The Facebook ads learning phase is important to the success of a Facebook ad, however it’s not something that is explained or talked about often.
So, what is the Facebook ads learning phase?
The learning phase is Facebook’s way of trying to work out how to generate the best results possible from your campaign. They serve your ad to different people within your target audience to work out who is most likely to take your desired action. So let’s say for example, you’ve created a Facebook ad campaign and used the traffic objective. Facebook is going to try and work out who within your target audience is most likely to click on your ad and go through to your landing page.
It’s important to stress that the learning phase is an experimental process. Therefore, the results you get during this phase are likely to be worse than the results you will get once Facebook has had time to optimize your campaigns. So don’t panic if your ads don’t perform as well as you’d hoped to start with.
When does the Facebook ads learning phase run?
The learning phase will begin when you first launch a Facebook ad or when you make a significant adjustment to a campaign. The learning phase will last for as long as it takes to achieve 50 optimization events.
An optimization event is determined by your campaign objective. For example, if you optimize for link clicks then the learning phase will last until you’ve generated roughly 50 link clicks. It’s important to note that if you are using the conversion objective, the 50 optimization events should occur within your conversion window. For example, with a 7 day conversion window, you will need roughly 50 conversions within 7 days for Facebook to optimize properly.
Facebook will show you when an ad set is in the learning phase, and when it has completed the learning phase. This can be found in the delivery column of Ads Manager:
What should I do during the Facebook Ads Learning Phase?
As I mentioned above, this is an experimental phase, so it’s important that you don’t judge the results you get from your campaigns too early. Don’t judge them during the learning phase. Wait until the learning phase is complete.
It’s also important that you don’t make any significant adjustments to your ad, your ad set, or even the campaign during the learning phase. Any significant adjustments will restart the learning phase and you’ll have to go through the process all over again. This is one of my top Facebook advertising tips, as early adjustments could cost you time and money. They could also confuse Facebook’s targeting algorithms and negatively impact your campaign.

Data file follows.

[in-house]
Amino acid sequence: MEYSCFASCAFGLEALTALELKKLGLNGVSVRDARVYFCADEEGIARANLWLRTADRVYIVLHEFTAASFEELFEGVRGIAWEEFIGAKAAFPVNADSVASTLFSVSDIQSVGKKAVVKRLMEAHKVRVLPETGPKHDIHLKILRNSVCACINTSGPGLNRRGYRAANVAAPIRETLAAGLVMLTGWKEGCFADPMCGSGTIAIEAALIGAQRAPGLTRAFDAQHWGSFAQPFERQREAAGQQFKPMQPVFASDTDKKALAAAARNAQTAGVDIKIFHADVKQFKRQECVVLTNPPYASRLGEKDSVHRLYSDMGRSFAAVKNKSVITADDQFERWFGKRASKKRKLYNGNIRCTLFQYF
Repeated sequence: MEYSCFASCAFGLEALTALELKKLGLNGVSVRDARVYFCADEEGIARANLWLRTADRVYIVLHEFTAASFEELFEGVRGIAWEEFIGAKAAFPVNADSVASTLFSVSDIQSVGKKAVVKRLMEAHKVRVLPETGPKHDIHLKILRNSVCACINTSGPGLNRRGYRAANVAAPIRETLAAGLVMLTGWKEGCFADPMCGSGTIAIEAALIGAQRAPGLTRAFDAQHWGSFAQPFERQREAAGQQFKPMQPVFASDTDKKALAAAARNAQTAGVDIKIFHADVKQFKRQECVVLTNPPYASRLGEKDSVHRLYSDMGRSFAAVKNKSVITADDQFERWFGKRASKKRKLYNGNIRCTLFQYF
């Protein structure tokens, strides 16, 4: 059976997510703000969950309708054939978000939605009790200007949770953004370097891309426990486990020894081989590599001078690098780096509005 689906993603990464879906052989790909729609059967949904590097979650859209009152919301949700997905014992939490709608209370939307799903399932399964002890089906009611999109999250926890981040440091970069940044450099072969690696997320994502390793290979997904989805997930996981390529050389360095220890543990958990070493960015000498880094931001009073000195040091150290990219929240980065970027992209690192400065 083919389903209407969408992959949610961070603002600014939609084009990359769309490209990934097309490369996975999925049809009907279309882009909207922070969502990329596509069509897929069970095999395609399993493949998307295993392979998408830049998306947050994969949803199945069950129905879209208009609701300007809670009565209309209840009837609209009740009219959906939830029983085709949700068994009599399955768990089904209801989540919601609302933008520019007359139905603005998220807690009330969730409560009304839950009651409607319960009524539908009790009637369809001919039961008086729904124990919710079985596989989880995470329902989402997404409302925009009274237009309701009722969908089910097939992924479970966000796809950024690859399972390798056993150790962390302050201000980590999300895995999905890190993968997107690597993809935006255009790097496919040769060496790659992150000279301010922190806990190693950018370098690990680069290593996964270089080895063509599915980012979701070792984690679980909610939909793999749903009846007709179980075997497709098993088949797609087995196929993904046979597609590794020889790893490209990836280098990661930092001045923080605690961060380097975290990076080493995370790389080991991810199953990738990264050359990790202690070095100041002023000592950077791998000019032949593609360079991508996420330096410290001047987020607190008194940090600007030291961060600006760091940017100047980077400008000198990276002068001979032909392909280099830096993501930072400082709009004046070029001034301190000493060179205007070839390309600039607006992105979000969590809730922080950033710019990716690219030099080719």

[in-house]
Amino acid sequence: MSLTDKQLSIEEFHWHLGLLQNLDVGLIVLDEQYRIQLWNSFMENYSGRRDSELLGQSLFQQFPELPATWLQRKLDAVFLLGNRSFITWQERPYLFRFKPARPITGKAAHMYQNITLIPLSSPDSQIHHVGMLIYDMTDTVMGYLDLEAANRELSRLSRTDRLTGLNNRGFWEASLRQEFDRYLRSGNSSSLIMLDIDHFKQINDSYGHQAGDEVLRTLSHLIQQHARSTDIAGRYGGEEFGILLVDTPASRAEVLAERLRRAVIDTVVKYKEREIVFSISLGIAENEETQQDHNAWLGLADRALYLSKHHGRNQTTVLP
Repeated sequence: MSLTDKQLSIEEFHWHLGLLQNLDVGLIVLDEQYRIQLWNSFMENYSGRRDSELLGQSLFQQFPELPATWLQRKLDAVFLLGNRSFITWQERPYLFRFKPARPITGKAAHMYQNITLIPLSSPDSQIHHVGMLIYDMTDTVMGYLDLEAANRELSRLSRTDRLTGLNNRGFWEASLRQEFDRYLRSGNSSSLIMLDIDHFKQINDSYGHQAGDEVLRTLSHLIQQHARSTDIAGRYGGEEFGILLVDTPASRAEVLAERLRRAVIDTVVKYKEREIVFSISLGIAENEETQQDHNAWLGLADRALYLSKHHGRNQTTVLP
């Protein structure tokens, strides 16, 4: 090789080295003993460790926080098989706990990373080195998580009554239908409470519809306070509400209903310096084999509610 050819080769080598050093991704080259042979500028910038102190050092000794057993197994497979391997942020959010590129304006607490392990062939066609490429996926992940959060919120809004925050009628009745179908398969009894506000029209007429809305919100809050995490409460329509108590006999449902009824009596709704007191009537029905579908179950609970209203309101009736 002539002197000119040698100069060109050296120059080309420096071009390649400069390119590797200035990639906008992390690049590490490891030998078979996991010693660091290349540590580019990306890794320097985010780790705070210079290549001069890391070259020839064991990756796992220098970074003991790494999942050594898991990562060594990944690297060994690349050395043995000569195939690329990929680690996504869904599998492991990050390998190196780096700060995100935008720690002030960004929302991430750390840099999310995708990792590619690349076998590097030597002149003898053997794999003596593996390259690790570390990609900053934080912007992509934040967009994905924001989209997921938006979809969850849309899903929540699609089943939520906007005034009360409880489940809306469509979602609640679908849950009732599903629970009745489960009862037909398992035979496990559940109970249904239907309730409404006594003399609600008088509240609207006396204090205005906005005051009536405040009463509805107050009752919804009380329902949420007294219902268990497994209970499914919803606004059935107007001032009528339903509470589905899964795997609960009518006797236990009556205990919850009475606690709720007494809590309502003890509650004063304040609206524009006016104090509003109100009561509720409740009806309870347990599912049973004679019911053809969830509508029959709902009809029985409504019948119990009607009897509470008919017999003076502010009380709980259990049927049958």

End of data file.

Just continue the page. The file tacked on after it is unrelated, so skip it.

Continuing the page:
So it might be tempting, but it’s best to just leave your campaign alone during the learning phase. You should come back to it in a few days time, when the phase has ended, to assess campaign performance and make any necessary adjustments. One of the best metrics for assessing ad performance is Facebook ads relevance score.
Note that some minor changes, such as small adjustments to your Facebook ad budget or bid caps won’t have an effect on the learning phase. Of course, if you need to make significant adjustments, then the learning phase shouldn’t stop you from doing that. Just remember not to judge your adjustments too soon after you’ve made them.
It should also be noted, that even when the learning phase has finished, Facebook does not stop optimizing your campaigns. Facebook’s algorithms will continue to gather and analyse data in order to ensure that your campaigns perform as well as they possibly can for your objective; within your targeting and delivery parameters.
The Facebook ads learning phase is an important part of Facebook’s optimization process. During the phase Facebook will work out how to generate the best results possible for your campaign.
This is an experimental process, so results during the learning phase will fluctuate significantly.
The phase usually lasts for 50 optimization events, which will be determined by your Facebook ad objective.
During the learning phase, it is important that you don’t judge your results or make any significant adjustments. This will restart the learning phase and may confuse Facebook’s algorithms. If you can, make your assessments and adjustments once the learning phase has completed.